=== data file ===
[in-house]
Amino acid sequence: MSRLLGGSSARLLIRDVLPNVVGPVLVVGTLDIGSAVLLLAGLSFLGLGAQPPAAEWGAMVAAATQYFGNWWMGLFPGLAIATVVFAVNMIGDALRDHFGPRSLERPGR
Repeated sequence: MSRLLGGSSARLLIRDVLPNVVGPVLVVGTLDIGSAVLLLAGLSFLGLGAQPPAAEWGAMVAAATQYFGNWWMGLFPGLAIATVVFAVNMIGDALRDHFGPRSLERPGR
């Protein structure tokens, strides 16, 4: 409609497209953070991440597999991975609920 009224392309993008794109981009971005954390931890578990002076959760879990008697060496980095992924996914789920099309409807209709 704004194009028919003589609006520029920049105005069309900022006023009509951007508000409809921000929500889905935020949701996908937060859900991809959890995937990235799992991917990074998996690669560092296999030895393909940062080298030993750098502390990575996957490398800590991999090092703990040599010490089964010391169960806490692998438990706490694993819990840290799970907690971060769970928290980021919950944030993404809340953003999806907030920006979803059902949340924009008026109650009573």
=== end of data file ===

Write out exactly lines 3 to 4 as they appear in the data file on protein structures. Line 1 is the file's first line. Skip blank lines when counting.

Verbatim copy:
Repeated sequence: MSRLLGGSSARLLIRDVLPNVVGPVLVVGTLDIGSAVLLLAGLSFLGLGAQPPAAEWGAMVAAATQYFGNWWMGLFPGLAIATVVFAVNMIGDALRDHFGPRSLERPGR
């Protein structure tokens, strides 16, 4: 409609497209953070991440597999991975609920 009224392309993008794109981009971005954390931890578990002076959760879990008697060496980095992924996914789920099309409807209709 704004194009028919003589609006520029920049105005069309900022006023009509951007508000409809921000929500889905935020949701996908937060859900991809959890995937990235799992991917990074998996690669560092296999030895393909940062080298030993750098502390990575996957490398800590991999090092703990040599010490089964010391169960806490692998438990706490694993819990840290799970907690971060769970928290980021919950944030993404809340953003999806907030920006979803059902949340924009008026109650009573």